Stanisław Skalski ended his service in the Polish Air Force at the Polish rank of a major and British rank of Squadron Leader (previously had temporarily rank of Acting Wing Commander).

Life after War

He was awarded with the Golden Cross War Order Virtuti Militari (No. 32), the Silver Cross War Order Virtuti Militari (No. 8996), four times with the Cross of Valour, Order of the Third Class Cross of Grunwald (after returning to Poland, by the communist authorities), the Field Pilot Badge (No 402), Wound Decoration and British Distinguished Service Order and three times with Distinguished Flying Cross (as the only Polish man). According to the official results of the Bajan’s list he shot down 18 planes on his own, and three airplanes together with other pilots, which makes him the most successful Polish fighter pilot.

After War, between 25 March and 30 March 1990 he was in Germany, where he met Fritz Wimmer (a pilot of Henschel, whom he helped in 1939) and the twin brother of the second crew member (Siegfried von Heynemann died in 1988), Joachim. Germans thanked Skalski  profoundly for the help given and most probably for saving their lives, and then they shared their own war stories.

Skalski died in military hospital in Warsaw on 12 November 2004 at the age of 88. He was buried at the Powazki Military Cemetery.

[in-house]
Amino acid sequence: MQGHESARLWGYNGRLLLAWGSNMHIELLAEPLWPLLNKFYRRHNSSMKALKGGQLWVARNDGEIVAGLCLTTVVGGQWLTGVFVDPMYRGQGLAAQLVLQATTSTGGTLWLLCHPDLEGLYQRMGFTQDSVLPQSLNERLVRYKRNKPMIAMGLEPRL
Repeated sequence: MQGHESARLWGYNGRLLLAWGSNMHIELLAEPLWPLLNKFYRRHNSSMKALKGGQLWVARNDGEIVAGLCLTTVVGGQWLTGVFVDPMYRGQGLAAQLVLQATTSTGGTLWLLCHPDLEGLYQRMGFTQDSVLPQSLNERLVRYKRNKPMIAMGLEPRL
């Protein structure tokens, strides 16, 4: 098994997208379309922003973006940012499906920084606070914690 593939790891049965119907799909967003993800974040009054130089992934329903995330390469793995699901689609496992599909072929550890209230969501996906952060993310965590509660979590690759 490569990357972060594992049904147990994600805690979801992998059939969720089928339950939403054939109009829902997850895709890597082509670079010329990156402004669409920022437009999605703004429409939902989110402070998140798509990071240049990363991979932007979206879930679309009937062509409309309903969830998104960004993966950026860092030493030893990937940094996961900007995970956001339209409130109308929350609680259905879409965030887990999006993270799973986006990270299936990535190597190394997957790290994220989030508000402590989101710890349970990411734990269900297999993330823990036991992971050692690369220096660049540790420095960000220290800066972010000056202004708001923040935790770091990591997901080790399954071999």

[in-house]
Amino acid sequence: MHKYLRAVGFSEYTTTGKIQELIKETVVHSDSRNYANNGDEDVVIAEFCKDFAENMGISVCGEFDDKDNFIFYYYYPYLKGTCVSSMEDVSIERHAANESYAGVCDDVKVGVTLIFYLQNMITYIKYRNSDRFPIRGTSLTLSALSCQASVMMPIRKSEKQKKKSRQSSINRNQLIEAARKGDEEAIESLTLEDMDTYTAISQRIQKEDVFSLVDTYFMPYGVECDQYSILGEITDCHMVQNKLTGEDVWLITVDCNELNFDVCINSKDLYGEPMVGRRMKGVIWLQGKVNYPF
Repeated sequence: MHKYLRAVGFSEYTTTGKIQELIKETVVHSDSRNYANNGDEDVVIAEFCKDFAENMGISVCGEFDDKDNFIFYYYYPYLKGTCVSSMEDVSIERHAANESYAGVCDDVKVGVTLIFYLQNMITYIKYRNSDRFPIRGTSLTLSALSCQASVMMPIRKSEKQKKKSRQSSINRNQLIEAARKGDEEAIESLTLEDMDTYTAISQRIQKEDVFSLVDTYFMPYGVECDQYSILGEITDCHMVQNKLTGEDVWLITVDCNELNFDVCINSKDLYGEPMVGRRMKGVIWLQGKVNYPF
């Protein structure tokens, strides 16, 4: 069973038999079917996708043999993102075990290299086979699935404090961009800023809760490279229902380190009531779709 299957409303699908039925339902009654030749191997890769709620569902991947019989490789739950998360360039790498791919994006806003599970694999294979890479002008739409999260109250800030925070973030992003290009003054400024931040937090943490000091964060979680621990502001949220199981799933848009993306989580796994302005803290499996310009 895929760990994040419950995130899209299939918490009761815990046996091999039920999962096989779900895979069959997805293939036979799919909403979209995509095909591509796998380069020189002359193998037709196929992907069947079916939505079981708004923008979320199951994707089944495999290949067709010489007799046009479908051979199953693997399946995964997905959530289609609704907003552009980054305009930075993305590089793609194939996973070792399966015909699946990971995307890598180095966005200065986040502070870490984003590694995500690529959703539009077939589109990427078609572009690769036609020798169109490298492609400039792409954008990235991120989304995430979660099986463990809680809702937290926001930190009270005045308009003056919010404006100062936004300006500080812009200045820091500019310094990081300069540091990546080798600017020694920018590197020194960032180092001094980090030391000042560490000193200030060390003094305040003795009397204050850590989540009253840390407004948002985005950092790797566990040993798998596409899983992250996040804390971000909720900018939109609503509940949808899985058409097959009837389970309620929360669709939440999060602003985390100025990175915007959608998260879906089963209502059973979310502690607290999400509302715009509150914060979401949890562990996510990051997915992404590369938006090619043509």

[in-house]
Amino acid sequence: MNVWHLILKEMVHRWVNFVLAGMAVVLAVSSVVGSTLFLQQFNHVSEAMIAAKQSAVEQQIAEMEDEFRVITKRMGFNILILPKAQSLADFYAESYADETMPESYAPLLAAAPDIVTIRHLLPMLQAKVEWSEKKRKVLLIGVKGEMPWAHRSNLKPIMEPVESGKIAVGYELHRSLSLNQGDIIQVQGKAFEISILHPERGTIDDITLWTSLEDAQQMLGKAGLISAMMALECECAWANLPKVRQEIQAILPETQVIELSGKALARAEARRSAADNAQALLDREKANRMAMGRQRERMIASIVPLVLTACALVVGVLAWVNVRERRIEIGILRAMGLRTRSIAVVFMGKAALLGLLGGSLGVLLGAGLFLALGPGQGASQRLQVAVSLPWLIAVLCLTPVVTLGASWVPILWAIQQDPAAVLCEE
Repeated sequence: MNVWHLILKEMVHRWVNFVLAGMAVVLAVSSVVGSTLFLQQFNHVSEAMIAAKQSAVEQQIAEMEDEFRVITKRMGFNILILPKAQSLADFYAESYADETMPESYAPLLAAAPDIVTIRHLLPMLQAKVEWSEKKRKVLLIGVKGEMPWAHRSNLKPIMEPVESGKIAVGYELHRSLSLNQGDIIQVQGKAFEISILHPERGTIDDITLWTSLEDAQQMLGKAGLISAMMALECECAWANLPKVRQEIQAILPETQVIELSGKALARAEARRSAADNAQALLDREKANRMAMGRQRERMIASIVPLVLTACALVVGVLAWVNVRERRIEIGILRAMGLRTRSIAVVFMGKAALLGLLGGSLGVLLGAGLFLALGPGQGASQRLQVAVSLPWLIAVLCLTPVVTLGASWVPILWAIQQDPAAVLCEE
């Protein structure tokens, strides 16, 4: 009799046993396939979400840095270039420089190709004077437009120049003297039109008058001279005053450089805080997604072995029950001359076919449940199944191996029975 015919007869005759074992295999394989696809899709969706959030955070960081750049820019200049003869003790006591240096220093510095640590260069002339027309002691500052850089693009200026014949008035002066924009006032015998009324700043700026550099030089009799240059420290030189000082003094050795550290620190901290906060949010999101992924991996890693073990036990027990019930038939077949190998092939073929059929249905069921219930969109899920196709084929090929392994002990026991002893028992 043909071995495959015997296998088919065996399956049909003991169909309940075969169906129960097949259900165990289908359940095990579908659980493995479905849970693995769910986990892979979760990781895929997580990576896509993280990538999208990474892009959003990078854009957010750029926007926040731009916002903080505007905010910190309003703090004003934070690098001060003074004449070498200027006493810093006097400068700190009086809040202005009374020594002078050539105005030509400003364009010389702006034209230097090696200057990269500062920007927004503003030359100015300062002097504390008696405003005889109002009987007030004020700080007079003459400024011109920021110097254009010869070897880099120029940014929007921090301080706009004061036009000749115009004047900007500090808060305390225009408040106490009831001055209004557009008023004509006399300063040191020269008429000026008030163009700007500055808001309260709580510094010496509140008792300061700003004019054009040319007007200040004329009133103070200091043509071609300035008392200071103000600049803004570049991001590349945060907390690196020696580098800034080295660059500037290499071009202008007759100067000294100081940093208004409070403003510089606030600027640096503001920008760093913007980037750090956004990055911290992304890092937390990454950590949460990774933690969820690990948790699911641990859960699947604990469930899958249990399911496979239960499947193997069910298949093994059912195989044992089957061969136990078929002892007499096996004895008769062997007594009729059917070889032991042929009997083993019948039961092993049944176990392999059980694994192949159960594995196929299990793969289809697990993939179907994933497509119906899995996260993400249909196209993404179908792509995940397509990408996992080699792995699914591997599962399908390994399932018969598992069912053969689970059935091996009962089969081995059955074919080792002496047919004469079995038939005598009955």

Original source:
Błasiak S., Generał Stanisław Skalski [w:] Lotnictwo z Szachownicą 11 (4/2004)
Buchwald B. K., 316 Warszawski Dywizjon Myśliwski, Wydawnictwo MON, Warszawa 1989
Cynk J. B., Polskie lotnictwo myśliwskie w boju wrześniowym, AJ-Press, Gdańsk 2000
Cynk J. B., Polskie Siły Powietrzne w wojnie 1939-1943, AJ-Press, Gdańsk 2001
Cynk J. B., Polskie Siły Powietrzne w wojnie 1943-1945, AJ-Press, Gdańsk 2002
Czmur S., Wójcik W., Generałowie w stalowych mundurach, Bellona, Warszawa 2003
Grabowski F., Gen. bryg. Stanisław Skalski [w:] Nasz Dziennik 278/2004
Nakielski H., Jako i my odpuszczamy, Iskry, Warszawa 1989
Skalski S., Czarne krzyże nad Polską, Wydawnictwo MON, Warszawa 1985
Śliżewski G., Polskie dzienne lotnictwo myśliwskie [w:] Polskie Siły Powietrzne XX wieku, Koszalin 2003


Comments about this page

  • Skalski’s life after the war was plagued by harassment, imprisonment and torture at the hands of the Soviet imposed communist regime. Only after Stalin’s death did things become easier and he was allowed to join the airforce and fly MiG-15 fighters.

    By Mike (22/09/2020)
  • Addendum to my previous post:- The description of the Squadron photo states that, as viewed, Skalski is sitting first right but that airman looks very much Ginger Lacy whereas both the Airman in the Hurricane and the one sitting far left look precisely like the young airman I joined up with in 1961. I was one of the oldest to join out of the full intake so Ray Skalski, being younger, would have been born either at the end of 1944 or early 1945. Perhaps Stanislaw Skalski married when at Kenley as I shouldn’t have thought there were many Skalskis in the RAF in WW2.

    By Jeff Evans (21/07/2020)
  • Thank you. Well spotted! I have corrected the error and added in the names of the other airmen shown in the photo. I don’t know if Stanislaw had a brother but will try to find out.

    By Linda Duffield (21/07/2020)
  • When I joined the RAF as a Ground electrical Mechanic in 1961, another recruit on the Aircraft Electrical course was Ray Skalski. Possibly a relation?

    By Jeff Evans (20/07/2020)